Will this year’s Halloween haul be as ghoulish as last year’s? Using Datasembly’s enhanced Grocery Price Index, we reviewed the Candy & Gum category across all of Grocery to determine what we might expect to see this year.
Our Grocery Price Index is based on data collected from over 150,000 stores that represent 200+ retail banners spanning more than 30,000 zip codes across the United States. Over the last 12 months from October 3, 2022 through October 7, 2023 the Candy and Gum category continues to demonstrate material price changes. The average nationwide price for Candy and Gum is showing an increase of 12.8% which over-indexes the entire Grocery category at 6.7% for the same time period.
The Federal Reserve recently shared data that points to a rise in the price of cocoa (and sugar), as a key contributor to this year’s increase in candy prices (of all kinds). When compared to just chocolate candy, the overall Candy and Gum national average increase of 12.8% is higher than chocolate, where we are seeing a 11.8% increase this year for the same time period.
High inflation drove a national increase of 19.9% last year across the Candy and Gum category, so an additional 12.8% increase from October 2022 through October 7, 2023 makes for more of a trick than a treat for consumers.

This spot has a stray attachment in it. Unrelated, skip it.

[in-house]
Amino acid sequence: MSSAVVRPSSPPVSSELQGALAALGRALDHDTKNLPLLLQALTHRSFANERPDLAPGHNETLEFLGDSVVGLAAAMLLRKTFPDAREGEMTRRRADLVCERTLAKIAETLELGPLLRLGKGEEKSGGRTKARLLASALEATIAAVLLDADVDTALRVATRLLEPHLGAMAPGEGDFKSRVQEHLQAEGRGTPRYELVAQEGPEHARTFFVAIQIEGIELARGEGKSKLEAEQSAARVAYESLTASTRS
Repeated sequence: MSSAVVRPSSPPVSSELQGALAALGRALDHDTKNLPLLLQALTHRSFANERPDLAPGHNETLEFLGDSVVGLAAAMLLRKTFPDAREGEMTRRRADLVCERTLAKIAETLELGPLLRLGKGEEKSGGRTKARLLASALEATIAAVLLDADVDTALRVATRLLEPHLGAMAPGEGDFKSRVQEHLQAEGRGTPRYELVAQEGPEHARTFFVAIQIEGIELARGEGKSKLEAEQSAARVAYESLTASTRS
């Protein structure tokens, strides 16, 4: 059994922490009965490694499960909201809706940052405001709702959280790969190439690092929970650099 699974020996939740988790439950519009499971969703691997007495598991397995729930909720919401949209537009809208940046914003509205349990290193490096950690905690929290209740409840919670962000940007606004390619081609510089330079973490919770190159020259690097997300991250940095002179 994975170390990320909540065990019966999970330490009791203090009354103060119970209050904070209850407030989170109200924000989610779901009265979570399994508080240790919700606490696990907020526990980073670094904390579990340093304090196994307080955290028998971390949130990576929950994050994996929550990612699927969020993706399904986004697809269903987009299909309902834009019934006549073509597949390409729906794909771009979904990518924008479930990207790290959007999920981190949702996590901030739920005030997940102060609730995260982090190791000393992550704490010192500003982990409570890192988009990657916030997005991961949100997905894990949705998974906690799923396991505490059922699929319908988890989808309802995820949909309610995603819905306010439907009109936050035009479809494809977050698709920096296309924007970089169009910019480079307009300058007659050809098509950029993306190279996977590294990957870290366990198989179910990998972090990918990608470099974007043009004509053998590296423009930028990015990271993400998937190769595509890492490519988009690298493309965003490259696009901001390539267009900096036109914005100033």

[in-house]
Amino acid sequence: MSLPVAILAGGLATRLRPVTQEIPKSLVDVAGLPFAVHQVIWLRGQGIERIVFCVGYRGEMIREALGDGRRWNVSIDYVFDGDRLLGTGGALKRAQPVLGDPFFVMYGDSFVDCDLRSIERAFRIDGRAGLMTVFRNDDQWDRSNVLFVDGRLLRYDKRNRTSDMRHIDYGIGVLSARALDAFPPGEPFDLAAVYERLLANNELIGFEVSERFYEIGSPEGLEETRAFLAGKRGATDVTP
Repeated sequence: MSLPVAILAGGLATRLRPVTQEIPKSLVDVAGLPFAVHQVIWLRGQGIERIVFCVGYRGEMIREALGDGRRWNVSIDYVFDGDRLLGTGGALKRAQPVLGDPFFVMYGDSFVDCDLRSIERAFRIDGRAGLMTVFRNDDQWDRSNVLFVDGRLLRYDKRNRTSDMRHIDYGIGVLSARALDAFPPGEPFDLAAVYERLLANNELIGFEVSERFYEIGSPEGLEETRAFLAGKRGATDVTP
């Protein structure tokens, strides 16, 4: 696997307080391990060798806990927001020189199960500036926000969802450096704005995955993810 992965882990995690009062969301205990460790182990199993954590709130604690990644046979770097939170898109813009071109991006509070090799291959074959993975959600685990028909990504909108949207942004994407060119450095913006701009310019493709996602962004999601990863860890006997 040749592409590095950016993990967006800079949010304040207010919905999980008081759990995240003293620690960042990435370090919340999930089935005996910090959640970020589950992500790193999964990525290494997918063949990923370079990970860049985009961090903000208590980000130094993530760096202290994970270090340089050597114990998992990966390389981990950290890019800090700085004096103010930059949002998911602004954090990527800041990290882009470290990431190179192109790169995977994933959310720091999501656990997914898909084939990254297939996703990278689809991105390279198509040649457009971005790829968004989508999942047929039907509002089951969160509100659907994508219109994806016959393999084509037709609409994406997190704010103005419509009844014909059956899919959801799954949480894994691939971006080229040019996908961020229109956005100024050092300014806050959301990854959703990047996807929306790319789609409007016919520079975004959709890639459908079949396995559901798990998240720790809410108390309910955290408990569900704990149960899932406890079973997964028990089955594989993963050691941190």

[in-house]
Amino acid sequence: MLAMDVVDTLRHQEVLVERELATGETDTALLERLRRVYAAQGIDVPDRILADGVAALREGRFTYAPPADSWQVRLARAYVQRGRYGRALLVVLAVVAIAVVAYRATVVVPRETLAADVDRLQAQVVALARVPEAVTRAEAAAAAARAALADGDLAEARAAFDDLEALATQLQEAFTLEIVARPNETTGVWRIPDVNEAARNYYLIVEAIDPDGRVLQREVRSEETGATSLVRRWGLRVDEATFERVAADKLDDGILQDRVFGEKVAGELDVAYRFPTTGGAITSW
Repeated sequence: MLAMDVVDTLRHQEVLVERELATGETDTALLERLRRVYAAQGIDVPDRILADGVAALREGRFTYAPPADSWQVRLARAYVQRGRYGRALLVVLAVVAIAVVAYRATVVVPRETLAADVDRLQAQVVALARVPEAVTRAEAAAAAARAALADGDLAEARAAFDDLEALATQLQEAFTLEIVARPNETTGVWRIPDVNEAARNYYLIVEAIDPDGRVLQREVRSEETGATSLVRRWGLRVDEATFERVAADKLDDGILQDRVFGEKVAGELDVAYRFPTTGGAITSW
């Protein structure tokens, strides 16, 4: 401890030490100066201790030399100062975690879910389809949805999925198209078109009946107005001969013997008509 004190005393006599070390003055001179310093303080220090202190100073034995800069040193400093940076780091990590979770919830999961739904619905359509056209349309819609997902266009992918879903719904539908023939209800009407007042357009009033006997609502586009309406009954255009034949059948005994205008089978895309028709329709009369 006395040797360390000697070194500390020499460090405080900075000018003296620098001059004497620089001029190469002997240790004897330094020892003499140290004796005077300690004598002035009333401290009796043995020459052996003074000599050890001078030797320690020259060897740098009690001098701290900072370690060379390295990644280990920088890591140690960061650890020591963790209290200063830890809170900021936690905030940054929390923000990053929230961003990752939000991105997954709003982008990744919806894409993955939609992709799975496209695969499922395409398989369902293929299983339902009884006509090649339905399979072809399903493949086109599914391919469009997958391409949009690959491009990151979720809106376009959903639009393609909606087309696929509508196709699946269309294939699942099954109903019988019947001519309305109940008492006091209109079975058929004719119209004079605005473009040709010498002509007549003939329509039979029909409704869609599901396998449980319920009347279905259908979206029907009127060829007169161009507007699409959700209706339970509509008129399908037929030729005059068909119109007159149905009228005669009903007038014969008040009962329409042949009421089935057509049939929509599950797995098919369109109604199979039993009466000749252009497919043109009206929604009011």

While consumers across the nation will experience a price increase, just how much will depend on where they live. States like Alaska, Michigan and Ohio are experiencing lower candy price increases of 7.1%, 7.5% and 8.1% respectively, but the East Coast is a different story. In the Northeast specifically – Vermont, Maine and Pennsylvania are seeing price increases 14.7%, 14.2% and 14.1%, respectively.
So what does all of this mean exactly? It means that while candy price increases have cooled, the increase over the last 12 months will bring incremental pressure on top of last year’s record inflation.
In an economy where shoppers are becoming more selective and careful with their dollars, manufacturers are hoping that candy maintains its strong position with consumers’ discretionary income. Our weekly out-of-stock store-level measurements by brand suggests the demand continues, but with the increased economic pressure, we also expect to see more promotional activity as brands and retailers work to win consumers and satisfy a sweet tooth, albeit an increasingly expensive sweet tooth.